As well as counting “up” from zero and increasing or incrementing to some preset value, it is sometimes necessary to count “down” from a predetermined value to zero allowing us to produce an output that activates when the zero count or some other pre-set value is reached.
This type of counter is normally referred to as a Down Counter, (CTD). In a binary or BCD down counter, the count decreases by one for each external clock pulse from some preset value. Special dual purpose IC’s such as the TTL 74LS193 or CMOS CD4510 are 4-bit binary Up or Down counters which have an additional input pin to select either the up or down count mode.
In the 4-bit counter above the output of each flip-flop changes state on the falling edge (1-to-0 transition) of the CLK input which is triggered by the Q output of the previous flip-flop, rather than by the Q output as in the up counter configuration. As a result, each flip-flop will change state when the previous one changes from 0 to 1 at its output, instead of changing from 1 to 0.
Both Synchronous and Asynchronous counters are capable of counting “Up” or counting “Down”, but their is another more “Universal” type of counter that can count in both directions either Up or Down depending on the state of their input control pin and these are known as Bidirectional Counters.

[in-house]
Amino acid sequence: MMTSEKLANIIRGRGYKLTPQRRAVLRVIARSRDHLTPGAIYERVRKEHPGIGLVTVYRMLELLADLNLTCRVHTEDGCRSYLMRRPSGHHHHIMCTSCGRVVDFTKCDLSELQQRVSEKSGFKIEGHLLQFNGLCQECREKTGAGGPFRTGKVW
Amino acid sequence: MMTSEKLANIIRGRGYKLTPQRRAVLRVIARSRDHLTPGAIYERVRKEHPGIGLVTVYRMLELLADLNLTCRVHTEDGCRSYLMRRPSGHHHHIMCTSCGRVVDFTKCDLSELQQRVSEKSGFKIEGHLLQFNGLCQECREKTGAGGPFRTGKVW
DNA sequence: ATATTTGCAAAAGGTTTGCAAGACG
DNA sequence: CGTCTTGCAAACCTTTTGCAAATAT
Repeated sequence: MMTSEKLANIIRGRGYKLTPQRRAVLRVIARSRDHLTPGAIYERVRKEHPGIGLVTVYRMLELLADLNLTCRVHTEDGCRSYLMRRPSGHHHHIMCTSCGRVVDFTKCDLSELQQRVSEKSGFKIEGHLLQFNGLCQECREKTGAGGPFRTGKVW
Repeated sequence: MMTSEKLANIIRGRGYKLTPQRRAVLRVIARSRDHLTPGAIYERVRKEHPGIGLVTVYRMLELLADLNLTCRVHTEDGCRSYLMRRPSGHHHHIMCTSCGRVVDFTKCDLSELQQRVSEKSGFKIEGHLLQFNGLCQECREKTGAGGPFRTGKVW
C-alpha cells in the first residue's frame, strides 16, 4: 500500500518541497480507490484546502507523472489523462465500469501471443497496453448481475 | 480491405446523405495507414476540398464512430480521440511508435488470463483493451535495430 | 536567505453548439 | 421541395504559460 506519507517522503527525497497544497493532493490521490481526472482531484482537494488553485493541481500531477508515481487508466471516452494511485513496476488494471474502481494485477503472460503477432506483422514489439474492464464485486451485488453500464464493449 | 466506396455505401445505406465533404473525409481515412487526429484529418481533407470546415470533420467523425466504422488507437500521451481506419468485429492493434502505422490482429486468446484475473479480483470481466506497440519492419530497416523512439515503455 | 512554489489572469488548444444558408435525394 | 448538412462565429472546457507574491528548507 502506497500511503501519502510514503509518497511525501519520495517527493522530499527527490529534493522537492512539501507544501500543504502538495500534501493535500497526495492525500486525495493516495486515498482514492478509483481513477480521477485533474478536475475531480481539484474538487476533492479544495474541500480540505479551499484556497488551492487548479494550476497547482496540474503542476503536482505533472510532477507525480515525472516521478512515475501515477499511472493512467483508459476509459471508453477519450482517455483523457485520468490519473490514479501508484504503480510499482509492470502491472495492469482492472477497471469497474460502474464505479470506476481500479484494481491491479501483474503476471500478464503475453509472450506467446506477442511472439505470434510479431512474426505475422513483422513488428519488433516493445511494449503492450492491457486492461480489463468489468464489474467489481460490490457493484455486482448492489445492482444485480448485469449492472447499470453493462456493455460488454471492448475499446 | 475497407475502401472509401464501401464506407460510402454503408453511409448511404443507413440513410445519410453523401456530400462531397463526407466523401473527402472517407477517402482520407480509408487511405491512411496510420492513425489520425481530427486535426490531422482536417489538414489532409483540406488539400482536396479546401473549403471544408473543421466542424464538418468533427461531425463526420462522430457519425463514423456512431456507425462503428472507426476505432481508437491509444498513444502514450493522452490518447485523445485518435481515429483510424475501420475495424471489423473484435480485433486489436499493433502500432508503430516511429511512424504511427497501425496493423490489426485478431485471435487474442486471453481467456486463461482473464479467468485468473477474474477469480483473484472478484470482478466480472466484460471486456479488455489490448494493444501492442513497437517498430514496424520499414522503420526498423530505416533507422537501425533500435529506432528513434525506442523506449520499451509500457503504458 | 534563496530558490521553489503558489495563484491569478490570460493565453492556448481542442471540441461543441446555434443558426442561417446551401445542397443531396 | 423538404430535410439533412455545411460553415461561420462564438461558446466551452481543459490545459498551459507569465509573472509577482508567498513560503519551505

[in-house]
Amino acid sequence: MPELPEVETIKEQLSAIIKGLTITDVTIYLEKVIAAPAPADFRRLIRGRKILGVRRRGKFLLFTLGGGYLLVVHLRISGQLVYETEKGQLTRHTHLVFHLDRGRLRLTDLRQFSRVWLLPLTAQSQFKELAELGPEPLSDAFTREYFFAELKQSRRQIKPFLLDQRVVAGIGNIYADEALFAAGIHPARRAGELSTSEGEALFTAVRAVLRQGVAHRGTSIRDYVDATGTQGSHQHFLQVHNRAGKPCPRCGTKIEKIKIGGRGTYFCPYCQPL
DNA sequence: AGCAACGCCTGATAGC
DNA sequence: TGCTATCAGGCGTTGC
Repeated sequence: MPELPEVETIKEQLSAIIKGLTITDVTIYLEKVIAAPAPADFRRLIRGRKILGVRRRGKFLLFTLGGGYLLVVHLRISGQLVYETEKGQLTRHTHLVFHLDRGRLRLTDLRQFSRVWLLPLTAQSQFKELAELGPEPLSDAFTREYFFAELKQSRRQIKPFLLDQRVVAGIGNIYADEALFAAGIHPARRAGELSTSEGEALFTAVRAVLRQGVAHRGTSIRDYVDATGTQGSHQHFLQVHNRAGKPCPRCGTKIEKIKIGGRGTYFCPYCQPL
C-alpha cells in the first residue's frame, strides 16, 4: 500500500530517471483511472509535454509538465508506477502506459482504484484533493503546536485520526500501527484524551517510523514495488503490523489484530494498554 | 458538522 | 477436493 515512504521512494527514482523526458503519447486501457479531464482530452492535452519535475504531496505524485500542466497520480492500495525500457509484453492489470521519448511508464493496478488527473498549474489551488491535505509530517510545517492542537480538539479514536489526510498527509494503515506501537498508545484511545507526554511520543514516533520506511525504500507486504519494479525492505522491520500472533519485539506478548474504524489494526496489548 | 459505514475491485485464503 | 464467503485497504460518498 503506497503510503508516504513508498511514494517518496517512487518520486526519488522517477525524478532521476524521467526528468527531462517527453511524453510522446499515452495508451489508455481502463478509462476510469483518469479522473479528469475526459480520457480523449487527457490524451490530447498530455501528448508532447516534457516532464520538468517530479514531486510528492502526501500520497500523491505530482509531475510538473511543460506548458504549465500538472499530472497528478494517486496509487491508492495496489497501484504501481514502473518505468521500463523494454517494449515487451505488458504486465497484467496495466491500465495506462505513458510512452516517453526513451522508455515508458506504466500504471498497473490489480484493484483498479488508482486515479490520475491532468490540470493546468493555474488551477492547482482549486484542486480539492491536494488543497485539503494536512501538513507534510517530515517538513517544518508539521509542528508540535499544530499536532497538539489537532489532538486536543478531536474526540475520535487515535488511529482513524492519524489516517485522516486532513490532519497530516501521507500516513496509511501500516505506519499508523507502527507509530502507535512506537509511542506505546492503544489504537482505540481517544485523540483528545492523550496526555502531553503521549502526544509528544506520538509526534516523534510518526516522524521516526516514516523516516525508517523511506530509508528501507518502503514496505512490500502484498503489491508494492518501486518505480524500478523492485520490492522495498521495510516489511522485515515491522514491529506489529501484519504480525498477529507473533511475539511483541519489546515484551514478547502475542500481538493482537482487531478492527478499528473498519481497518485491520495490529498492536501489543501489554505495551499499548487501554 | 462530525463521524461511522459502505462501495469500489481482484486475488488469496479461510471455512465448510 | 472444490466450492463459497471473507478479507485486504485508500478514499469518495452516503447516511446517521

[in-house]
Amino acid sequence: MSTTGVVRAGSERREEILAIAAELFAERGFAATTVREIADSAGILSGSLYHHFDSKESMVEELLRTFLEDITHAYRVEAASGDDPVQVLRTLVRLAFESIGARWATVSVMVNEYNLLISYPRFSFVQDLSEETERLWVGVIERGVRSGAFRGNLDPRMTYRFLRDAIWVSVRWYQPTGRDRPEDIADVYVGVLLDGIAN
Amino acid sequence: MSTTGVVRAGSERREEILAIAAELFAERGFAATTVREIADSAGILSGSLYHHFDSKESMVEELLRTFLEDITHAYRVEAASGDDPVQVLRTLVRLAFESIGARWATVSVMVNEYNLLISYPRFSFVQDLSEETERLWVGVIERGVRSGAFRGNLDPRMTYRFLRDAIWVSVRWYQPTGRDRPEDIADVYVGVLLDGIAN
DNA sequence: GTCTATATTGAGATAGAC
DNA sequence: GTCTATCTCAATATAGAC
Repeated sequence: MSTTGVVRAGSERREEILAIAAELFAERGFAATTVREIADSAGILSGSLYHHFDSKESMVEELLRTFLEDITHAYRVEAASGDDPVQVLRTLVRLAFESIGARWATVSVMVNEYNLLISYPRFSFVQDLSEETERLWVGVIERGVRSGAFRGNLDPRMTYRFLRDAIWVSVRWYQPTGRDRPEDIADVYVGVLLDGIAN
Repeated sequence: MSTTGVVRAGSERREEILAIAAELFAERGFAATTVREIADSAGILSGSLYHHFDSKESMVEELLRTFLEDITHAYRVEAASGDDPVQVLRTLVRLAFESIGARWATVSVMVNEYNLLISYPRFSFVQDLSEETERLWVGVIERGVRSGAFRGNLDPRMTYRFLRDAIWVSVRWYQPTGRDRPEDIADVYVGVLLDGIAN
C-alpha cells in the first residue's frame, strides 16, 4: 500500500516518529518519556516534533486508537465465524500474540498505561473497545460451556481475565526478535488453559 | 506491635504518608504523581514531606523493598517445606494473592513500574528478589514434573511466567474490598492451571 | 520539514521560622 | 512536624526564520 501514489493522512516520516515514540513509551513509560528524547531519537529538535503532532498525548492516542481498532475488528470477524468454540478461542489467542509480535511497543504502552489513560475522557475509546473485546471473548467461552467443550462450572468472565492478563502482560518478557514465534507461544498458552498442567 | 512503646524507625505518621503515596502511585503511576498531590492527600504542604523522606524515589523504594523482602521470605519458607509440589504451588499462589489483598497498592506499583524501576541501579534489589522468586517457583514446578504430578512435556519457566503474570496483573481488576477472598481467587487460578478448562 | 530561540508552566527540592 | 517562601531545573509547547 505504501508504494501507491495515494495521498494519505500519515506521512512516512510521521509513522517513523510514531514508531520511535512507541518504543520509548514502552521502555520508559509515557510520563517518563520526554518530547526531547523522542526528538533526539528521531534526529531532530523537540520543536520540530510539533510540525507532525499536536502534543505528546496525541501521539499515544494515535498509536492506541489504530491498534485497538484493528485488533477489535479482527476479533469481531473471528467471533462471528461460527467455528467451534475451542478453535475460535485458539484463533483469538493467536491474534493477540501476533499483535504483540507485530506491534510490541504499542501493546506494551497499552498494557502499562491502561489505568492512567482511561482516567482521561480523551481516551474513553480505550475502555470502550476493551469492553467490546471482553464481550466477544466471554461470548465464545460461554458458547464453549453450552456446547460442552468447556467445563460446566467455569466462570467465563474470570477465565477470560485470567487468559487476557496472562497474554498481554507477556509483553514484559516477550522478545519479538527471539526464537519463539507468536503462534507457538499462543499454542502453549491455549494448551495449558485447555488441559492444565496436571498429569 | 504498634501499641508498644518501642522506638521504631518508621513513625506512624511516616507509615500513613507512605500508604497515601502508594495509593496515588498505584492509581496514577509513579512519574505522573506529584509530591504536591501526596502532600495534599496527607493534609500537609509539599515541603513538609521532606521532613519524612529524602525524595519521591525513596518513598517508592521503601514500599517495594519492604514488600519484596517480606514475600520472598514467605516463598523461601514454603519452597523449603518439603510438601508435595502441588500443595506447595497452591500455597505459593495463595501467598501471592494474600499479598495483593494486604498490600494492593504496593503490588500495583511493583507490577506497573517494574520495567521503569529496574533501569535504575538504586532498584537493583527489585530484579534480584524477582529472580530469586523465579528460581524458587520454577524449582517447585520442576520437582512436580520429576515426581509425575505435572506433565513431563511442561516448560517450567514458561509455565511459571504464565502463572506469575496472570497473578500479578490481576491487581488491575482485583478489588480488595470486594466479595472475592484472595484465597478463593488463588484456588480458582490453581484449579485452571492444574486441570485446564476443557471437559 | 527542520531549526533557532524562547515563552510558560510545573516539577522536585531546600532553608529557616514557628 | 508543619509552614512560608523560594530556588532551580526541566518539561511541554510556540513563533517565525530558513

Bidirectional counters, also known as Up/Down counters, are capable of counting in either direction through any given count sequence and they can be reversed at any point within their count sequence by using an additional control input as shown below.
The circuit above is of a simple 3-bit Up/Down synchronous counter using JK flip-flops configured to operate as toggle or T-type flip-flops giving a maximum count of zero (000) to seven (111) and back to zero again. Then the 3-Bit counter advances upward in sequence (0,1,2,3,4,5,6,7) or downwards in reverse sequence (7,6,5,4,3,2,1,0).
Generally most bidirectional counter chips can be made to change their count direction either up or down at any point within their counting sequence. This is achieved by using an additional input pin which determines the direction of the count, either Up or Down and the timing diagram gives an example of the counters operation as this Up/Down input changes state.
Nowadays, both up and down counters are incorporated into single IC that is fully programmable to count in both an “Up” and a “Down” direction from any preset value producing a complete Bidirectional Counter chip. Common chips available are the 74HC190 4-bit BCD decade Up/Down counter, the 74F569 is a fully synchronous Up/Down binary counter and the CMOS 4029 4-bit Synchronous Up/Down counter.